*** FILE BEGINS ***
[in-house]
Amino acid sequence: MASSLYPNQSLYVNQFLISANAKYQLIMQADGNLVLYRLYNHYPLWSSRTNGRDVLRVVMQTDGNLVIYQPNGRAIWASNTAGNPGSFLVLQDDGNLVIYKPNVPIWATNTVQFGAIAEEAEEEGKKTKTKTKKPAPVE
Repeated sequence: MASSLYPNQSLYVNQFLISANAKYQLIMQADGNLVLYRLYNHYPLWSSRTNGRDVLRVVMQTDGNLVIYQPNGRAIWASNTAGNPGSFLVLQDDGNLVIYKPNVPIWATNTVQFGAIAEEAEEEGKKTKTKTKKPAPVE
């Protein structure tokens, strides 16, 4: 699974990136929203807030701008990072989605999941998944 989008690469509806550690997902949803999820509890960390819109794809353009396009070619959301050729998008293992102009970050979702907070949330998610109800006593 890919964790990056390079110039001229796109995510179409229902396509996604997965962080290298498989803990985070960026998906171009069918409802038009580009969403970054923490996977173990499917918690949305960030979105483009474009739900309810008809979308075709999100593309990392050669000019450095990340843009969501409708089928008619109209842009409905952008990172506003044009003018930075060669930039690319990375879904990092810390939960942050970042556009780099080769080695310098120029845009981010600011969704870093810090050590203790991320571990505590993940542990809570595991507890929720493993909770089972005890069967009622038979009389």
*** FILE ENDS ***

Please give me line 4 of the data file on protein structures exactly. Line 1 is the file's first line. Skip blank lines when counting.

């Protein structure tokens, strides 16, 4: 699974990136929203807030701008990072989605999941998944 989008690469509806550690997902949803999820509890960390819109794809353009396009070619959301050729998008293992102009970050979702907070949330998610109800006593 890919964790990056390079110039001229796109995510179409229902396509996604997965962080290298498989803990985070960026998906171009069918409802038009580009969403970054923490996977173990499917918690949305960030979105483009474009739900309810008809979308075709999100593309990392050669000019450095990340843009969501409708089928008619109209842009409905952008990172506003044009003018930075060669930039690319990375879904990092810390939960942050970042556009780099080769080695310098120029845009981010600011969704870093810090050590203790991320571990505590993940542990809570595991507890929720493993909770089972005890069967009622038979009389």